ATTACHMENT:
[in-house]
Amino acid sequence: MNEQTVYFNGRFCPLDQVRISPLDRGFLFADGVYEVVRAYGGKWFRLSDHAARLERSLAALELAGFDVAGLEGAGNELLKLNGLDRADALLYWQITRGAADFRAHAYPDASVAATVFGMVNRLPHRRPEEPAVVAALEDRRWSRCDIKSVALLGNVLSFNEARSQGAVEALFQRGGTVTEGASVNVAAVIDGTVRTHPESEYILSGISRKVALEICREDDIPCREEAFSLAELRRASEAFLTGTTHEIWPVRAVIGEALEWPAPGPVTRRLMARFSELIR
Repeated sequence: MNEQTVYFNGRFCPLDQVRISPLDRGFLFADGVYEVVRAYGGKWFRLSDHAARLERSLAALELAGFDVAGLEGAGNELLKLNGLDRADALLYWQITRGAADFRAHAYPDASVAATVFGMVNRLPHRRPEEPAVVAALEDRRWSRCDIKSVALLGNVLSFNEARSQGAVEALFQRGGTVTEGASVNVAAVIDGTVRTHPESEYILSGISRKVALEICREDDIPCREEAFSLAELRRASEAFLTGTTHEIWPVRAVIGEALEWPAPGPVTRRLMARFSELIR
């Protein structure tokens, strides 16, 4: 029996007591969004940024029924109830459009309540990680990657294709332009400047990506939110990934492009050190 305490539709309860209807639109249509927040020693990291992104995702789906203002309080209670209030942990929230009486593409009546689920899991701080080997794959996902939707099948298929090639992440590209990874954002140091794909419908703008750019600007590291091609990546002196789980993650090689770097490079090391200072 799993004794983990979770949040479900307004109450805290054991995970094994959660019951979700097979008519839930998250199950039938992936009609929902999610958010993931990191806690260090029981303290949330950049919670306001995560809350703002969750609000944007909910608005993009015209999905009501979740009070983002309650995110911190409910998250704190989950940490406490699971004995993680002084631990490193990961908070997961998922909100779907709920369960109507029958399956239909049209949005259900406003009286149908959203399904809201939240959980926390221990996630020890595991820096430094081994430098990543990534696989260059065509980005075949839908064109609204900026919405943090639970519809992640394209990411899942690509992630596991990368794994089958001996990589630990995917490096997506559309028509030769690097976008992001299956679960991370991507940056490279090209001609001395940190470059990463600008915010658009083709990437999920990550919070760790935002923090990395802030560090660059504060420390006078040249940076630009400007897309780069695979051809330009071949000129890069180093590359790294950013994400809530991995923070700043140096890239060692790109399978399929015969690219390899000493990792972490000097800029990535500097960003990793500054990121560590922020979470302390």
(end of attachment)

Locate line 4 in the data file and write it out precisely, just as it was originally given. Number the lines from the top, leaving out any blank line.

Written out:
């Protein structure tokens, strides 16, 4: 029996007591969004940024029924109830459009309540990680990657294709332009400047990506939110990934492009050190 305490539709309860209807639109249509927040020693990291992104995702789906203002309080209670209030942990929230009486593409009546689920899991701080080997794959996902939707099948298929090639992440590209990874954002140091794909419908703008750019600007590291091609990546002196789980993650090689770097490079090391200072 799993004794983990979770949040479900307004109450805290054991995970094994959660019951979700097979008519839930998250199950039938992936009609929902999610958010993931990191806690260090029981303290949330950049919670306001995560809350703002969750609000944007909910608005993009015209999905009501979740009070983002309650995110911190409910998250704190989950940490406490699971004995993680002084631990490193990961908070997961998922909100779907709920369960109507029958399956239909049209949005259900406003009286149908959203399904809201939240959980926390221990996630020890595991820096430094081994430098990543990534696989260059065509980005075949839908064109609204900026919405943090639970519809992640394209990411899942690509992630596991990368794994089958001996990589630990995917490096997506559309028509030769690097976008992001299956679960991370991507940056490279090209001609001395940190470059990463600008915010658009083709990437999920990550919070760790935002923090990395802030560090660059504060420390006078040249940076630009400007897309780069695979051809330009071949000129890069180093590359790294950013994400809530991995923070700043140096890239060692790109399978399929015969690219390899000493990792972490000097800029990535500097960003990793500054990121560590922020979470302390």